Simple schemes to trim expenses

Simple schemes to trim expenses

If you regularly run out of money before the month is over, it’s time to consider some economies. Here are concrete ideas to help stretch your money farther.

First, build an emergency fund—enough to cover three months expenses to start and building to six months. Then if an emergency strikes, you’ll have funds to cover it rather than withdrawing from a retirement account with the resultant penalty or having to use a credit card with a high interest. (As one wise man said, “Interest is something you earn, not something you pay.”)

Next, if you can’t afford to pay cash—or pay off your credit card each month—don’t buy it. If you have credit card debt, pay it off ASAP. At the very least find a credit card with a lower interest rate and transfer the balance. Call customer service and talk to a person. You can sometimes negotiate a better rate than is shown on websites. Investigate no-fee cards which offer cash-back rewards. Some offer gift cards worth more than the cash return you are due.   

Stay healthy.  Exercise, eat wisely and take care of yourself.  Washing your hands can actually be a money saver if it keeps you from catching something that causes you to miss work, cough up a co-pay to visit your healthcare provider, or fork over for medications. You’ll even save money on tissues and throat lozenges!

Do it yourself. Cook more meals at home. Go vegetarian at least one night a week. Check YouTube for videos of home repairs from replacing a car’s headlight to fixing the washing machine. Paint your own bathroom. Choose clothes that don’t need dry cleaning. Mow your own lawn. Color your hair yourself. Use plastic bags and aluminum foil at least twice and you can buy them half as often.

Never buy retail. Watch for sales. Peruse eBay. Use on-line price comparison sites and check product reviews. Load apps on your smart phone to compare prices, download coupons, manage reward cards, and check out product reviews. Patronize thrift stores to find bargains, one-of-a-kind items, and help worthy organizations at the same time. Pre-select a major purchase like a lawnmower or fridge (after consulting Consumer Reports or other ratings), and then wait for a sale.

Always ask for a discount if you are a student, a senior, a teacher, or belong to another special group. Home Depot and Lowe’s, for example, offer 10 percent discounts to persons with a military ID card. Staples has a special program for teachers. Some businesses, especially restaurants and grocery stores, offer discounts on a certain day of the week. Visit to find the best prices for selling unwanted gift cards and for buying gift cards at attractive discounts.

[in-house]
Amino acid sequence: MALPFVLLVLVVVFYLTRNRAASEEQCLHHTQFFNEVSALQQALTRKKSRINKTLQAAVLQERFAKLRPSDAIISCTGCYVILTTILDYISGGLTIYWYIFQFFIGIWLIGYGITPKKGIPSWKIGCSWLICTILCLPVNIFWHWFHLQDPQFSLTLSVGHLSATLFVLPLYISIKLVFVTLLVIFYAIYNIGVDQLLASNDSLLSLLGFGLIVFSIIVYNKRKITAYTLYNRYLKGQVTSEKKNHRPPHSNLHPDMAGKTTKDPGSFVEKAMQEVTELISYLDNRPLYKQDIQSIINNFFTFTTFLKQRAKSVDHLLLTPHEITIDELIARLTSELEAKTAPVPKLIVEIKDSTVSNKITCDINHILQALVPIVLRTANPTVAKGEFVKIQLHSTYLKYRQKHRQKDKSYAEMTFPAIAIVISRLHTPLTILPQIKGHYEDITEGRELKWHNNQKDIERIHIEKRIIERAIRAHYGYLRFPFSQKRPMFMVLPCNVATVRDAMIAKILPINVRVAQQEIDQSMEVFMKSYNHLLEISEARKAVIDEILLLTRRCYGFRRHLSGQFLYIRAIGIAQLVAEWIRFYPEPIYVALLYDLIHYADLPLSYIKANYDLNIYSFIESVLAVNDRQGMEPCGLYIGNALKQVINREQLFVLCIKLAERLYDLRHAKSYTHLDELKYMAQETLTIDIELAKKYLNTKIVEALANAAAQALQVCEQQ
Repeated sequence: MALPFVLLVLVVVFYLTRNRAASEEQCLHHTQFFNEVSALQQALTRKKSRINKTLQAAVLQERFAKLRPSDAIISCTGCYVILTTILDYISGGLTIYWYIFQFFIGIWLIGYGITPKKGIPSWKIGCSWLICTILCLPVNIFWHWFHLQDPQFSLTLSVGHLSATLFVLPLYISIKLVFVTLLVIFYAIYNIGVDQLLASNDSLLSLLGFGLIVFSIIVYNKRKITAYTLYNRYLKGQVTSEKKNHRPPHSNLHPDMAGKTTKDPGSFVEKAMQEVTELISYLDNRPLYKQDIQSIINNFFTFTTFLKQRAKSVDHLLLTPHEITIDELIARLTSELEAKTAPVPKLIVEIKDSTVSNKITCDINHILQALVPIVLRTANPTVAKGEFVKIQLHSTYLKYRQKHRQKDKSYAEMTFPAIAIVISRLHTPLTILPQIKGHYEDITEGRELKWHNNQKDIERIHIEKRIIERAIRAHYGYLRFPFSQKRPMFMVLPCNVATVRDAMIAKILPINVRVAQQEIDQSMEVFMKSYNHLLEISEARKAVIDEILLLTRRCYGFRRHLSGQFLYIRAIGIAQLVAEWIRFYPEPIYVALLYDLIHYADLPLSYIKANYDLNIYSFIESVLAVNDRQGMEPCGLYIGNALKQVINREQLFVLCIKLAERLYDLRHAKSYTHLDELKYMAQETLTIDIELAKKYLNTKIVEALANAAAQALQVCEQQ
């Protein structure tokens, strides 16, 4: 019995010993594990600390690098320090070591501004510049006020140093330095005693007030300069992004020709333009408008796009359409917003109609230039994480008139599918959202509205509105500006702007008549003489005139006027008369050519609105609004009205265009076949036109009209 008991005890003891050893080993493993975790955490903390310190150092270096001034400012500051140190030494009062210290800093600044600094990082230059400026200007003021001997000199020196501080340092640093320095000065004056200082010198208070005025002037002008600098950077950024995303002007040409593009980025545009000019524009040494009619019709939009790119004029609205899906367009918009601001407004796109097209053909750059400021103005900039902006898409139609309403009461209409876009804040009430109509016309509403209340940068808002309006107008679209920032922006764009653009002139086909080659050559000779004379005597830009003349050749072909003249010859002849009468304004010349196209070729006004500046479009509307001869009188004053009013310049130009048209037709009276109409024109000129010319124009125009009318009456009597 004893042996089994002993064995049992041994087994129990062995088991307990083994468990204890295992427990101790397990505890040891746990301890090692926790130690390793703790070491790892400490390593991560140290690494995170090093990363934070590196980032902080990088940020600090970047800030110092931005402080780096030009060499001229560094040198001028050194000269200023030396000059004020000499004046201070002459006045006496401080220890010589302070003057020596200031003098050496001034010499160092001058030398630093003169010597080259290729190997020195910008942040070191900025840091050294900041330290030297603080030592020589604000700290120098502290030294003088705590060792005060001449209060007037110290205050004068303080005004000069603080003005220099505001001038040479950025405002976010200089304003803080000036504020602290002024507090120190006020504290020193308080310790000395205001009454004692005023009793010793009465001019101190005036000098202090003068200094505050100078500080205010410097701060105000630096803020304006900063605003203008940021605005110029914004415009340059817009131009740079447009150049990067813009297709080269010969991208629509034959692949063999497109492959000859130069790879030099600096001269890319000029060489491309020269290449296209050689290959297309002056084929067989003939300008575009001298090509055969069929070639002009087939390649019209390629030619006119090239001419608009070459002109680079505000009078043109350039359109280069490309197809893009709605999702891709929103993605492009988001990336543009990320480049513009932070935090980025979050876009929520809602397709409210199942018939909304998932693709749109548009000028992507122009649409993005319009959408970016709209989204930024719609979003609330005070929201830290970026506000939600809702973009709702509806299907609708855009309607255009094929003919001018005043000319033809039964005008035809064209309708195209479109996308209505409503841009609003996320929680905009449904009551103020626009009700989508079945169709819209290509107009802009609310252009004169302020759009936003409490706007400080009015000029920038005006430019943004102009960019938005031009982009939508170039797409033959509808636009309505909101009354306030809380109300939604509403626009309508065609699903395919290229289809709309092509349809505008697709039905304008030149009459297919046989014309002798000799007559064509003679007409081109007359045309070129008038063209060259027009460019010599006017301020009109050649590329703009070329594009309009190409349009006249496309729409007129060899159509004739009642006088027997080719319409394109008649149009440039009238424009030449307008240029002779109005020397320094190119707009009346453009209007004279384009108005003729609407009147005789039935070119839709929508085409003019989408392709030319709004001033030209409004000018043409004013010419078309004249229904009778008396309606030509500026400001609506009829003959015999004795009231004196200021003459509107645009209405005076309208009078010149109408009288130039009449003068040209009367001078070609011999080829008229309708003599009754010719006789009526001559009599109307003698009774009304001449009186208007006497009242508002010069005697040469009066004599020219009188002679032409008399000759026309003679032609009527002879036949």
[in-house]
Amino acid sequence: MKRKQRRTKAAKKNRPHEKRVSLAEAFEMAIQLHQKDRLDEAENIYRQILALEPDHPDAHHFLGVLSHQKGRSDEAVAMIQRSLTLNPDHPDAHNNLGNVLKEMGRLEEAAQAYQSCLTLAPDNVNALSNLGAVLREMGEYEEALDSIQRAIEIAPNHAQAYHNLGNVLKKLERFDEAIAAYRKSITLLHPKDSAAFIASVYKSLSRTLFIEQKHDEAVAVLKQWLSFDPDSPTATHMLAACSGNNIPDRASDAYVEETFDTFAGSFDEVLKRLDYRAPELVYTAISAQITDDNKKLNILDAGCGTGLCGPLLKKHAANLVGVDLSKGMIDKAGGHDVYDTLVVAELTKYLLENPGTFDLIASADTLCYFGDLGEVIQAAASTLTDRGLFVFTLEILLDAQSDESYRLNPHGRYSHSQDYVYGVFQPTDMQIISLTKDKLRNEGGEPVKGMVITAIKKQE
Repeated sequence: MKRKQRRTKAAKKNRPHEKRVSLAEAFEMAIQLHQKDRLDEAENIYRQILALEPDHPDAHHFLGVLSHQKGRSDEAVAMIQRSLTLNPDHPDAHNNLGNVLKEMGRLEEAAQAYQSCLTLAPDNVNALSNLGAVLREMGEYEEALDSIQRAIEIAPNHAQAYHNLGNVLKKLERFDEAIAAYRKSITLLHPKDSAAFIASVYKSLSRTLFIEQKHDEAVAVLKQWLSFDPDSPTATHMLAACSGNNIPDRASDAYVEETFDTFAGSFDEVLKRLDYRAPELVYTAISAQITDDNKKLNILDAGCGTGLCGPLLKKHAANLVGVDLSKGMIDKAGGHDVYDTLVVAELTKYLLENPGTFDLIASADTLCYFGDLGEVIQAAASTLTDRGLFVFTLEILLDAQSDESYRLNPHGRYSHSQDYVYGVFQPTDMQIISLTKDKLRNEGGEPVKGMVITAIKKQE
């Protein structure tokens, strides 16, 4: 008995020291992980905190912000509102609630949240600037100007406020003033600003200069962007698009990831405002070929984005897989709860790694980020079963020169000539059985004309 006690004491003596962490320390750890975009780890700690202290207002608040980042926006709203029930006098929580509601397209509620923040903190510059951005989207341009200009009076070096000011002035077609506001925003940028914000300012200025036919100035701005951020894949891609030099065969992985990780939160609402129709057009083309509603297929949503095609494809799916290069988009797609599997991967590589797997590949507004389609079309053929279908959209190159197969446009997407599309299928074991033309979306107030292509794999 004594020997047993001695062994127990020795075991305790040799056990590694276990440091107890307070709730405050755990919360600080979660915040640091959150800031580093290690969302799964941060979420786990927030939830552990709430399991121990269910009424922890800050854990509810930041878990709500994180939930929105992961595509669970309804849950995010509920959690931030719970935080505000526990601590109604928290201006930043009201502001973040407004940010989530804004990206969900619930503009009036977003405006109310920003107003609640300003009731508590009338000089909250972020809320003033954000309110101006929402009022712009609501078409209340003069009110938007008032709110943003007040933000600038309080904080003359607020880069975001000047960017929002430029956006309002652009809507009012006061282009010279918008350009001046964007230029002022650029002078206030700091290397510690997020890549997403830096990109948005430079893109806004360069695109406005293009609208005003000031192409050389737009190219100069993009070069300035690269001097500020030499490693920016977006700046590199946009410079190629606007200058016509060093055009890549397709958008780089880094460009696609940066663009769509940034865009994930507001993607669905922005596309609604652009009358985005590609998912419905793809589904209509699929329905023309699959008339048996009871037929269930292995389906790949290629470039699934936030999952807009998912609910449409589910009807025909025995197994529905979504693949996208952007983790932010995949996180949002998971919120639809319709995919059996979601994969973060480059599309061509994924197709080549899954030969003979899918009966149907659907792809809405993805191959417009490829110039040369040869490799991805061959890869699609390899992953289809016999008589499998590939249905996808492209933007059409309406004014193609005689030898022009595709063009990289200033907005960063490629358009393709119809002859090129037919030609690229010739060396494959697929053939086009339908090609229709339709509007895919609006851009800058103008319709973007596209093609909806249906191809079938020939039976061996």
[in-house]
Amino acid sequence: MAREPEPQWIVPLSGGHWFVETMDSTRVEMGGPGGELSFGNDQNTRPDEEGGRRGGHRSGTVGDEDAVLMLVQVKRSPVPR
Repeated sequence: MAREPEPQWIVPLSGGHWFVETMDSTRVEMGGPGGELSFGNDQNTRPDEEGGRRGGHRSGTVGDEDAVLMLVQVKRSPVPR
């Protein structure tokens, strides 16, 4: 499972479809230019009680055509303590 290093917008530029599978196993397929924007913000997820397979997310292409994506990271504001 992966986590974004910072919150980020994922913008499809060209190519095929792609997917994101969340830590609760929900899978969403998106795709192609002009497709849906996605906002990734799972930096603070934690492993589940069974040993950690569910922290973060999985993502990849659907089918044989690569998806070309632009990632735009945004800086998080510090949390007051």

Save electricity. The Good Housekeeping Institute estimates the annual cost for a single lightbulb (on for three hours a day and amortizing the bulb over its lifetime) at $8.21 for an incandescent, $2.05 for a compact fluorescent, but only $1.64 for an LED. Using a clothesline or drying rack is kinder to your clothes than a dryer and saves power at the same time. If you heat the oven for a pizza, bake some cookies with that same electricity.

“Vampire power is huge these days,” observes Charlottesville’s Better World Betty. That’s the wasted electricity used by “standby” items such as televisions and computers that draw current even when “off.” Other offenders are chargers for power tools or cell phones that suck energy even when they aren’t charging. The Department of Energy estimates that this vampire usage costs $100 or more each year in the average American household.

Forgo the fancy coffee for a cup of regular brew a couple times a week and only buy bottled water when the tap water is unsafe. Fill a reusable water bottle at home and take with you on outings. To see what a difference this can make, put the greenback you didn’t use to buy bottled water and the difference between the latte and regular coffee in an envelope in your pocket or purse. At the end of the week, put it in a big jar. At the end of the year you could easily have $500!

By Marilyn Pribus


In the past few months, Marilyn Pribus and her husband learned from on-line videos how to fix the failed you-left-the-headlight-on buzzer on her Honda by swapping the passenger and driver door plungers. They also saw how to repair a microwave that didn’t work because the door didn’t close tightly—with just a screwdriver and a paper clip. They figure they saved well over $100 with those two tasks.

Posted In:     Magazines,Real Estate


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